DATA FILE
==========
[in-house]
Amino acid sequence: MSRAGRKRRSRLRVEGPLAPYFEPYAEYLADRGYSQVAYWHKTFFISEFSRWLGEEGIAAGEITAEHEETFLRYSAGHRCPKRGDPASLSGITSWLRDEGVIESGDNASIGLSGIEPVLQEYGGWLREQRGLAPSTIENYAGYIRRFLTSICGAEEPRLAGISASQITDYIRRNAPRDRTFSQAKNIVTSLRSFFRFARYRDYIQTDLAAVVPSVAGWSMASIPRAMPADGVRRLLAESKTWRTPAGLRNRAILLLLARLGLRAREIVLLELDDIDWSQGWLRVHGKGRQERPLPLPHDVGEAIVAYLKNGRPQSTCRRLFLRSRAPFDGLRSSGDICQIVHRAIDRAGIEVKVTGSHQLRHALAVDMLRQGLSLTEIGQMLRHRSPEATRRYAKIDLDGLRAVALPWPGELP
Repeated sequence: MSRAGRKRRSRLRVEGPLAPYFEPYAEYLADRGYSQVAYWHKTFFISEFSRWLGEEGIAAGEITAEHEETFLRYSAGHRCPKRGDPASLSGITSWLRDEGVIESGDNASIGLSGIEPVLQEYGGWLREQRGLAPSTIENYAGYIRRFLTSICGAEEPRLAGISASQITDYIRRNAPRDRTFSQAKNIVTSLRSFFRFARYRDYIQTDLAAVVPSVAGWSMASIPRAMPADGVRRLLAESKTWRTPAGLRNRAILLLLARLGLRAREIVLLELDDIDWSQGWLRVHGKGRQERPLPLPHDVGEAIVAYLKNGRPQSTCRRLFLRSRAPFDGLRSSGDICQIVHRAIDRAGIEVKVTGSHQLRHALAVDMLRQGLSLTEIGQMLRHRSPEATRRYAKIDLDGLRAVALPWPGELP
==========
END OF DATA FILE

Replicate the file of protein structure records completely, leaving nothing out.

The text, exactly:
[in-house]
Amino acid sequence: MSRAGRKRRSRLRVEGPLAPYFEPYAEYLADRGYSQVAYWHKTFFISEFSRWLGEEGIAAGEITAEHEETFLRYSAGHRCPKRGDPASLSGITSWLRDEGVIESGDNASIGLSGIEPVLQEYGGWLREQRGLAPSTIENYAGYIRRFLTSICGAEEPRLAGISASQITDYIRRNAPRDRTFSQAKNIVTSLRSFFRFARYRDYIQTDLAAVVPSVAGWSMASIPRAMPADGVRRLLAESKTWRTPAGLRNRAILLLLARLGLRAREIVLLELDDIDWSQGWLRVHGKGRQERPLPLPHDVGEAIVAYLKNGRPQSTCRRLFLRSRAPFDGLRSSGDICQIVHRAIDRAGIEVKVTGSHQLRHALAVDMLRQGLSLTEIGQMLRHRSPEATRRYAKIDLDGLRAVALPWPGELP
Repeated sequence: MSRAGRKRRSRLRVEGPLAPYFEPYAEYLADRGYSQVAYWHKTFFISEFSRWLGEEGIAAGEITAEHEETFLRYSAGHRCPKRGDPASLSGITSWLRDEGVIESGDNASIGLSGIEPVLQEYGGWLREQRGLAPSTIENYAGYIRRFLTSICGAEEPRLAGISASQITDYIRRNAPRDRTFSQAKNIVTSLRSFFRFARYRDYIQTDLAAVVPSVAGWSMASIPRAMPADGVRRLLAESKTWRTPAGLRNRAILLLLARLGLRAREIVLLELDDIDWSQGWLRVHGKGRQERPLPLPHDVGEAIVAYLKNGRPQSTCRRLFLRSRAPFDGLRSSGDICQIVHRAIDRAGIEVKVTGSHQLRHALAVDMLRQGLSLTEIGQMLRHRSPEATRRYAKIDLDGLRAVALPWPGELP